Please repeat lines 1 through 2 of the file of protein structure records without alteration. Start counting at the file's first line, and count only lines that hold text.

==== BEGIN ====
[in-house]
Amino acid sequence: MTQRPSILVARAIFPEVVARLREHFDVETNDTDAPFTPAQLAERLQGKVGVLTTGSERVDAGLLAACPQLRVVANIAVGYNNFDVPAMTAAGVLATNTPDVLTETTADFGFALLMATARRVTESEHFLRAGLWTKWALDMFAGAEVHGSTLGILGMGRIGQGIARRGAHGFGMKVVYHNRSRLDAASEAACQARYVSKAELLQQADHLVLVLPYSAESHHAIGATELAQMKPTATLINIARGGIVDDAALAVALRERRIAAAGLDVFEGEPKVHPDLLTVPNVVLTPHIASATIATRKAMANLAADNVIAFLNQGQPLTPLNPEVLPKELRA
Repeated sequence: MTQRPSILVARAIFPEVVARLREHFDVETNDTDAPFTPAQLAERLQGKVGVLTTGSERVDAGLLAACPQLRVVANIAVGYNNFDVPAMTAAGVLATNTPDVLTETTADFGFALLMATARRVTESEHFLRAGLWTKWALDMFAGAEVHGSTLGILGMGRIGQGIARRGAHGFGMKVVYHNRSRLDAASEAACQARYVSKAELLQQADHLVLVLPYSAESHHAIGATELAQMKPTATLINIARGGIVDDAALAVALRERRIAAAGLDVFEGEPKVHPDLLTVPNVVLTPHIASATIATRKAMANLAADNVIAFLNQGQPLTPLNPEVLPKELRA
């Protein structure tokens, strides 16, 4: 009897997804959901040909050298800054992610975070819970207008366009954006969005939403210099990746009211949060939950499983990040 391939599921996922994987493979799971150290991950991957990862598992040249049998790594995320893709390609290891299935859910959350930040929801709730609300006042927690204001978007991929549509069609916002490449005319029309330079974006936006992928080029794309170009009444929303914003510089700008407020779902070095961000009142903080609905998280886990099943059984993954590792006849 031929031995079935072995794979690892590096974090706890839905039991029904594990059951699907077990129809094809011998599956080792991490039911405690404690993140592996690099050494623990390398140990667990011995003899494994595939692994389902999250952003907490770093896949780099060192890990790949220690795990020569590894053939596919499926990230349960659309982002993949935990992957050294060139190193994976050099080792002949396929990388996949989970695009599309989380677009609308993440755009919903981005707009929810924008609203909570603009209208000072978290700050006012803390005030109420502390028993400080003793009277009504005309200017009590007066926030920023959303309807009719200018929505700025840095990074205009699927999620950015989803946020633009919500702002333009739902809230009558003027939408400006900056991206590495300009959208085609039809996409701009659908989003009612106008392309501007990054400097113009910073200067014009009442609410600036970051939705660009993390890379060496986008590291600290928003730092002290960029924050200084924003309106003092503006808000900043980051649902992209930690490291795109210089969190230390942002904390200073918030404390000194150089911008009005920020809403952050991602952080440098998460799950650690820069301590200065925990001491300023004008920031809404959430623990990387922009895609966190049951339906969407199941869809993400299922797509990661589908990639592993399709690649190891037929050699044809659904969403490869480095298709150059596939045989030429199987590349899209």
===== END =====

[in-house]
Amino acid sequence: MTQRPSILVARAIFPEVVARLREHFDVETNDTDAPFTPAQLAERLQGKVGVLTTGSERVDAGLLAACPQLRVVANIAVGYNNFDVPAMTAAGVLATNTPDVLTETTADFGFALLMATARRVTESEHFLRAGLWTKWALDMFAGAEVHGSTLGILGMGRIGQGIARRGAHGFGMKVVYHNRSRLDAASEAACQARYVSKAELLQQADHLVLVLPYSAESHHAIGATELAQMKPTATLINIARGGIVDDAALAVALRERRIAAAGLDVFEGEPKVHPDLLTVPNVVLTPHIASATIATRKAMANLAADNVIAFLNQGQPLTPLNPEVLPKELRA